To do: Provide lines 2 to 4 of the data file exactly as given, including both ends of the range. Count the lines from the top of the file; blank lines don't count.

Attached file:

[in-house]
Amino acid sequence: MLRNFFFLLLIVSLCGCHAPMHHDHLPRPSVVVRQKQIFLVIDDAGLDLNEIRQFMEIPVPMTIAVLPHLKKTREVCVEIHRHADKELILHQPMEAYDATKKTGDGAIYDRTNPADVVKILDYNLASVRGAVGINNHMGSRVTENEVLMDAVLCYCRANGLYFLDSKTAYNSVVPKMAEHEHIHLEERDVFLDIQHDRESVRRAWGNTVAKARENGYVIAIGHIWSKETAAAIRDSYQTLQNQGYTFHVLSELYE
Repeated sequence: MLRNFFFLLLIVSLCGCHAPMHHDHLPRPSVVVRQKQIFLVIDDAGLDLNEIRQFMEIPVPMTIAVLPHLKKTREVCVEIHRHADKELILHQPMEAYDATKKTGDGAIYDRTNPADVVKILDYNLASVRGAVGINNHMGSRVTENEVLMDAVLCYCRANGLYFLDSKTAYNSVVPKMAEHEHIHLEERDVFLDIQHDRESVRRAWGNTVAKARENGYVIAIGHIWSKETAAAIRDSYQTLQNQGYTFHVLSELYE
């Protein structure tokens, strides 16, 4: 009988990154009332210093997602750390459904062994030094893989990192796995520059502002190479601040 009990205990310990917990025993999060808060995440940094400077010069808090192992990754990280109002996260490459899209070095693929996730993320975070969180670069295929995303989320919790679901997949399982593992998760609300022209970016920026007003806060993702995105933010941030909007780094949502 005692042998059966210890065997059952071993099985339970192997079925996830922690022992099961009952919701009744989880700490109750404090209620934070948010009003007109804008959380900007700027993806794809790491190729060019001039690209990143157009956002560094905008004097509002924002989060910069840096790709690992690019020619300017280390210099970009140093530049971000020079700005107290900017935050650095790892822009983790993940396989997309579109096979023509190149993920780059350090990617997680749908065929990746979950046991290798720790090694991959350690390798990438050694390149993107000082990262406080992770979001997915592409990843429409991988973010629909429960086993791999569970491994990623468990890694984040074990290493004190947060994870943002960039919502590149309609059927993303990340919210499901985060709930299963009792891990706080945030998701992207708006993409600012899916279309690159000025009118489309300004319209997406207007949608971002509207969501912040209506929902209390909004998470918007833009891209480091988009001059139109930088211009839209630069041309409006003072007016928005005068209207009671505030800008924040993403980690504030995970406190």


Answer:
Amino acid sequence: MLRNFFFLLLIVSLCGCHAPMHHDHLPRPSVVVRQKQIFLVIDDAGLDLNEIRQFMEIPVPMTIAVLPHLKKTREVCVEIHRHADKELILHQPMEAYDATKKTGDGAIYDRTNPADVVKILDYNLASVRGAVGINNHMGSRVTENEVLMDAVLCYCRANGLYFLDSKTAYNSVVPKMAEHEHIHLEERDVFLDIQHDRESVRRAWGNTVAKARENGYVIAIGHIWSKETAAAIRDSYQTLQNQGYTFHVLSELYE
Repeated sequence: MLRNFFFLLLIVSLCGCHAPMHHDHLPRPSVVVRQKQIFLVIDDAGLDLNEIRQFMEIPVPMTIAVLPHLKKTREVCVEIHRHADKELILHQPMEAYDATKKTGDGAIYDRTNPADVVKILDYNLASVRGAVGINNHMGSRVTENEVLMDAVLCYCRANGLYFLDSKTAYNSVVPKMAEHEHIHLEERDVFLDIQHDRESVRRAWGNTVAKARENGYVIAIGHIWSKETAAAIRDSYQTLQNQGYTFHVLSELYE
């Protein structure tokens, strides 16, 4: 009988990154009332210093997602750390459904062994030094893989990192796995520059502002190479601040 009990205990310990917990025993999060808060995440940094400077010069808090192992990754990280109002996260490459899209070095693929996730993320975070969180670069295929995303989320919790679901997949399982593992998760609300022209970016920026007003806060993702995105933010941030909007780094949502 005692042998059966210890065997059952071993099985339970192997079925996830922690022992099961009952919701009744989880700490109750404090209620934070948010009003007109804008959380900007700027993806794809790491190729060019001039690209990143157009956002560094905008004097509002924002989060910069840096790709690992690019020619300017280390210099970009140093530049971000020079700005107290900017935050650095790892822009983790993940396989997309579109096979023509190149993920780059350090990617997680749908065929990746979950046991290798720790090694991959350690390798990438050694390149993107000082990262406080992770979001997915592409990843429409991988973010629909429960086993791999569970491994990623468990890694984040074990290493004190947060994870943002960039919502590149309609059927993303990340919210499901985060709930299963009792891990706080945030998701992207708006993409600012899916279309690159000025009118489309300004319209997406207007949608971002509207969501912040209506929902209390909004998470918007833009891209480091988009001059139109930088211009839209630069041309409006003072007016928005005068209207009671505030800008924040993403980690504030995970406190």